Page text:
Karrnnel Sawitsky and Daniel Koulack- "Little Birdie" (Self-released) From their new album "Fiddle & Banjo," this take on "Little Birdie" features lead vocals from Joey Landreth of The Bros. Landreth, one of Canada's preeminent roots outfits. While the entire album is beautifully constructed-largely around fiddle and clawhammer duets with just a bit of Dobro (again, from Landreth) and not too much else. It is a fresh and invigorating album, and "Little Birdie"-despite its familiarity, and perhaps because of it-is a delightful highlight. The song flies along at a nice clip, and the long bow strokes of Sawitsky give the sound a genuine, mountain feel. Quite stellar.
Big Country Bluegrass- "The Hound Dog From Harlan" (Rebel Records) Written by Tom T. Hall and Miss Dixie Hall, this another 'dog' song that may call forth a tear. Yes, it is predictable and sentimental. Big Country Bluegrass pulls it off, playing to the heartfelt images the song contains while conveying the gravity of the emotions the song possesses. Don't over-think it, just appreciate its simplicity and homespun charm.
The Hillbenders- "Sparks" (Compass Records) An instrumental showstopper, this Dobro-heavy selection from "Tommy: A Bluegrass Opry" is a standout. Immersing themselves into the project, The Hillbenders have rebuilt "Tommy" from the ground up. Within "Sparks," the band hits their peak bridging the rock classic with acoustic bluegrass. The changes within the song are flawless, note-for-note taking the energy of the full-fledged rock extravaganza and remaking it as a thoughtful, pensive bluegrass tune that features the range of instruments.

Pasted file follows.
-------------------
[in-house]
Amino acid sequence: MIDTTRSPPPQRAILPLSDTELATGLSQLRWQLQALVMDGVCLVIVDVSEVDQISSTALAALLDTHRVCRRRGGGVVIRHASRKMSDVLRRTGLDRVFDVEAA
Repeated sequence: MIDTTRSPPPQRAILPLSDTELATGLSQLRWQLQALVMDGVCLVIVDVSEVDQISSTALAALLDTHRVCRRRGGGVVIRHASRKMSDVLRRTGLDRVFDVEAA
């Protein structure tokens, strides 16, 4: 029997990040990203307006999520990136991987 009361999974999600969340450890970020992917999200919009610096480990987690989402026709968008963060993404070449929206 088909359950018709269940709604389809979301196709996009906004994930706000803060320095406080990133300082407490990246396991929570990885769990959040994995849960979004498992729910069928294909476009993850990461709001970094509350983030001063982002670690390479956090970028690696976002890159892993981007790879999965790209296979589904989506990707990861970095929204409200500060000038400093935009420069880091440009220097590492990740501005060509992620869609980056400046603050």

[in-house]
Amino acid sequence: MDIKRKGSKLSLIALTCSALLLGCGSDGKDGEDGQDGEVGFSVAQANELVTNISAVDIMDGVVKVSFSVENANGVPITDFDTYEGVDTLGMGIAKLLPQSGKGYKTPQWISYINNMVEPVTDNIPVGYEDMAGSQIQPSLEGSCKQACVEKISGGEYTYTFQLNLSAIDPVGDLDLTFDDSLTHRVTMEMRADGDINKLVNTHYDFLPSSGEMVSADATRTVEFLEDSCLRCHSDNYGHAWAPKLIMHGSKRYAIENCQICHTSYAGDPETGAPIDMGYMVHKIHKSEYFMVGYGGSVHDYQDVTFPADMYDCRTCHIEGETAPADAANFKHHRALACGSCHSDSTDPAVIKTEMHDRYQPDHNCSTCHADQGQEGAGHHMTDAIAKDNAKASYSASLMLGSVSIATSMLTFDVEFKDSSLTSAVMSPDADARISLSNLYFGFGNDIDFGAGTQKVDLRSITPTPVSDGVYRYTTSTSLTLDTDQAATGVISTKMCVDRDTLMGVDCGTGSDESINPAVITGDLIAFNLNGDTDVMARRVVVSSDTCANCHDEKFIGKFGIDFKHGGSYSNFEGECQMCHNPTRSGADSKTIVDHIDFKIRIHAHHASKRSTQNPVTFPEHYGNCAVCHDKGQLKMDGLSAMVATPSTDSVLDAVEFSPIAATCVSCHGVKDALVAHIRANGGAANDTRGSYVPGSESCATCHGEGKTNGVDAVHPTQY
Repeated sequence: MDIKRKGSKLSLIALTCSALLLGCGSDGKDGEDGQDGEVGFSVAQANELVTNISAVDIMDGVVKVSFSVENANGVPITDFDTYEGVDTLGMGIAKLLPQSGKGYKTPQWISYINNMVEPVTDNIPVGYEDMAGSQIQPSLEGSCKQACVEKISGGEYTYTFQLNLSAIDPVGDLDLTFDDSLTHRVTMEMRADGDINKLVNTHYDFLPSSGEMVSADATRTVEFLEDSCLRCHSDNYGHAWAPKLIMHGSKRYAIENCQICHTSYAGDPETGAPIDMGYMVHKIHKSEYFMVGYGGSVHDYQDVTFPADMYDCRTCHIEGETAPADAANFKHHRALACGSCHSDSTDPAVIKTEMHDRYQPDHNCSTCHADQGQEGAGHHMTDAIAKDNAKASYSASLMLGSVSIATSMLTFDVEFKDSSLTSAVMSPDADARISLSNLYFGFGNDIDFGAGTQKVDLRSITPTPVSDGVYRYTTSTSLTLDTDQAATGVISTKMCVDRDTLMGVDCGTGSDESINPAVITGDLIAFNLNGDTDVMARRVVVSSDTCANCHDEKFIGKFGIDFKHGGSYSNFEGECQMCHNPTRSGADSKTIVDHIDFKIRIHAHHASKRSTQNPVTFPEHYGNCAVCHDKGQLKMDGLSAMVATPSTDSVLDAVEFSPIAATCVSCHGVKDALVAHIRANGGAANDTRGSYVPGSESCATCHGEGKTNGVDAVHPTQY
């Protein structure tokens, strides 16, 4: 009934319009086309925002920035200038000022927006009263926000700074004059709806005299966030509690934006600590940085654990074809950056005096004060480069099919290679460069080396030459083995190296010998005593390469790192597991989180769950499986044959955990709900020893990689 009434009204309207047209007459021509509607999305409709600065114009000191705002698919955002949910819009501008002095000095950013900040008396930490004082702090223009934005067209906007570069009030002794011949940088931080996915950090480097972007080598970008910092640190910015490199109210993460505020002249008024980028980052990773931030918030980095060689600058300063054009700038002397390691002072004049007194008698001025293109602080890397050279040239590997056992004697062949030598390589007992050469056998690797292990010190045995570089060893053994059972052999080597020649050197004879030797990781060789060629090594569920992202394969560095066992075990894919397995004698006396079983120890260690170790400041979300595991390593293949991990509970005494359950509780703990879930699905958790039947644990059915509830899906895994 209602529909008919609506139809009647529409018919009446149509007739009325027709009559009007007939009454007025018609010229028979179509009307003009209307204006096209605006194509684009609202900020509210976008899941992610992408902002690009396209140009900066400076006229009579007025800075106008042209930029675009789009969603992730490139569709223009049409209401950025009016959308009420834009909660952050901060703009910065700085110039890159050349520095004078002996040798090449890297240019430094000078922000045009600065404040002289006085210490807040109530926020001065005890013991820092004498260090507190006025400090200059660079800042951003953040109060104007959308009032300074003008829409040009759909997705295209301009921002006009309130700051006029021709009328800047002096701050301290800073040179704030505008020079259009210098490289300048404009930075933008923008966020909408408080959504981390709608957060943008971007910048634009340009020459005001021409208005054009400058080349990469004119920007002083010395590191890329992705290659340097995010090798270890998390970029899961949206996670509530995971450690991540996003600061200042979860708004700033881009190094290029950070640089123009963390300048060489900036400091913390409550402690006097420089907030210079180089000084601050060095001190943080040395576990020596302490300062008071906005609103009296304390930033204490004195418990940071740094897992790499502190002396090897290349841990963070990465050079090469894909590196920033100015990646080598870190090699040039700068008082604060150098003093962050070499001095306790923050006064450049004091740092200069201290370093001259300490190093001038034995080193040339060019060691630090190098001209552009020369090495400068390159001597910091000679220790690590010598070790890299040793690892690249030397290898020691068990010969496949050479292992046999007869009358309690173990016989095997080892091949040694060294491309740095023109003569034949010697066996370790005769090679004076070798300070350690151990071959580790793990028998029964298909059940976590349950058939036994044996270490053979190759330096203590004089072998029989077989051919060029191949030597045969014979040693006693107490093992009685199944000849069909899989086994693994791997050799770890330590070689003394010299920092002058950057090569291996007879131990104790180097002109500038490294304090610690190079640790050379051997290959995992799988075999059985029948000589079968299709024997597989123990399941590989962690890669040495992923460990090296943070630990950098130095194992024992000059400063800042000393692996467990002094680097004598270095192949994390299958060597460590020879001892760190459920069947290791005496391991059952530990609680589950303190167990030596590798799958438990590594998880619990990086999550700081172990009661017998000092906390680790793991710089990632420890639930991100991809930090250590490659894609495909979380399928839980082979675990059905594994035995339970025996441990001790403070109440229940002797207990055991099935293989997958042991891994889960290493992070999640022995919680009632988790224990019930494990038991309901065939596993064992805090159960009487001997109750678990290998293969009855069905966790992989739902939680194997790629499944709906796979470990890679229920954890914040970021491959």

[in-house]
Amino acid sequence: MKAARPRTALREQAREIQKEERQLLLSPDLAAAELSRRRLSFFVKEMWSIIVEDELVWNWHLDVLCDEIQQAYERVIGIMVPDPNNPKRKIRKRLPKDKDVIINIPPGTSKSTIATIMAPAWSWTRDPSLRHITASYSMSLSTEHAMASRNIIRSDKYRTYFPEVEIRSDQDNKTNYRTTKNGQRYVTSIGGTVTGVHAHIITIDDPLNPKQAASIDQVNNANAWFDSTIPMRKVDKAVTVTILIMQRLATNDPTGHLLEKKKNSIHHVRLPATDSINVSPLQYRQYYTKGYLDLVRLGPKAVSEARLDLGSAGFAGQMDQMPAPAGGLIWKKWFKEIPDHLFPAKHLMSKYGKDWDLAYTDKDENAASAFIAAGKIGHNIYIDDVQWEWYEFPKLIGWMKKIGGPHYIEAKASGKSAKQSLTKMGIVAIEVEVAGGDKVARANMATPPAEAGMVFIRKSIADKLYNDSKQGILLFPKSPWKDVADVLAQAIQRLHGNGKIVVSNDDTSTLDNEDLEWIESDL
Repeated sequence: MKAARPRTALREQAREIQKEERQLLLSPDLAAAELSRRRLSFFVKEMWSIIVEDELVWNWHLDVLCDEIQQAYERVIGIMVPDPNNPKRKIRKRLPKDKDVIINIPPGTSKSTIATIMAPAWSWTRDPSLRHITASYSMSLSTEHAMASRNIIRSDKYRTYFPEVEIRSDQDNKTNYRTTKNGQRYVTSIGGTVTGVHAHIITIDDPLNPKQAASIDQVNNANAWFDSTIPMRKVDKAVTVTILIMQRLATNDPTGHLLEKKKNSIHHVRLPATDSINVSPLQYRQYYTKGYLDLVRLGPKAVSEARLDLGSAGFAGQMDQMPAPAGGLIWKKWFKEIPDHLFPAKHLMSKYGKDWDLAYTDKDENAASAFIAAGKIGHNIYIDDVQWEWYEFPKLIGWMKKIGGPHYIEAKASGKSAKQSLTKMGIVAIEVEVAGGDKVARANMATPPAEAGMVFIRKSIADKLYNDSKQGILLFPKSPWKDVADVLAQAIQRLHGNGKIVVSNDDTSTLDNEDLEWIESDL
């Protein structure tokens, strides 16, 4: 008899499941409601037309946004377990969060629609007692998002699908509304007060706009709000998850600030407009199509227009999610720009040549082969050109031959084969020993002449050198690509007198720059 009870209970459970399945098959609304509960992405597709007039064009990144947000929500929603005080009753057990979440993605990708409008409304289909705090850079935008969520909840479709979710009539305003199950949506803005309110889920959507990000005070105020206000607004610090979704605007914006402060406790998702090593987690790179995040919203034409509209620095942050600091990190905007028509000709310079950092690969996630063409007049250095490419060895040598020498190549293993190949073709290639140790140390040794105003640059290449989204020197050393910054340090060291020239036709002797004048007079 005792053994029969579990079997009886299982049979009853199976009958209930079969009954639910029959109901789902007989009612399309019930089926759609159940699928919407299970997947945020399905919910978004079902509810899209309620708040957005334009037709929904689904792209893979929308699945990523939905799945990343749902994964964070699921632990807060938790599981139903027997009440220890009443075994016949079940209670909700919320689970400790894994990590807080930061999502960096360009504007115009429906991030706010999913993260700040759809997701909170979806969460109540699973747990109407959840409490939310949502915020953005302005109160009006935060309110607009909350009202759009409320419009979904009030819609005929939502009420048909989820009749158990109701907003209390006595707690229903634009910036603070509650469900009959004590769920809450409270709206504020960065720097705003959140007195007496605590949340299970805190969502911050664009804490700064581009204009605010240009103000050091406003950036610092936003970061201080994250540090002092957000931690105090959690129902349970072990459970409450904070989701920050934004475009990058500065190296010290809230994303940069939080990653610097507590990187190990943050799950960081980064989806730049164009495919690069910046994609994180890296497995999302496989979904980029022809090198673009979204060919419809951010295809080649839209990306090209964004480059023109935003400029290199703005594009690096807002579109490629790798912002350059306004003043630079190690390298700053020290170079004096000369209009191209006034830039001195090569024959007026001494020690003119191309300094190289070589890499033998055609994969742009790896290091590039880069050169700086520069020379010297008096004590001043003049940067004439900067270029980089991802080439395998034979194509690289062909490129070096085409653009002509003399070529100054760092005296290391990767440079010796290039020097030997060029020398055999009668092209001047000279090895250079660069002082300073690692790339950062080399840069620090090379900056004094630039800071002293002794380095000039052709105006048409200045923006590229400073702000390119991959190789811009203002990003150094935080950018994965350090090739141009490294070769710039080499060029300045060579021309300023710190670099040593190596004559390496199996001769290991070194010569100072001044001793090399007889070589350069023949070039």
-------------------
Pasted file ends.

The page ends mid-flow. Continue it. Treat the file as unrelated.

The Grass Cats- "Can It Get More Lonesome Than This" (New Time) A most consistent band, The Grass Cats don't get a lot of the (limited) attention provided bluegrass outfits. What they do get, is bluegrass. High, yearnsome, low, and uplifting-they understand that which makes the bluegrass fan tick. "The Old School Road" is a very strong album, and "Can It Get More Lonesome Than This" is one of several superior numbers. The answer is, of course, Yes. Glad I bought this one.
Della Mae- "Rude Awakening" (Rounder) Oh, how Della Mae has changed. No longer a bluegrass band (in my opinion, and possibly their own-the promo page for the album at Rounder Records doesn't mention the word)-they remain a powerhouse outfit, pouring out a loud 'n' proud blend of soulful Americana. "Rude Awakening" is an incredible song, and Celia Woodsmith's voice can't be contained. I've been playing it for months...and need to get to a full review!
There you are, twelve songs that will be part of my Bluegrass Summer of '15 soundtrack.
What's on yours?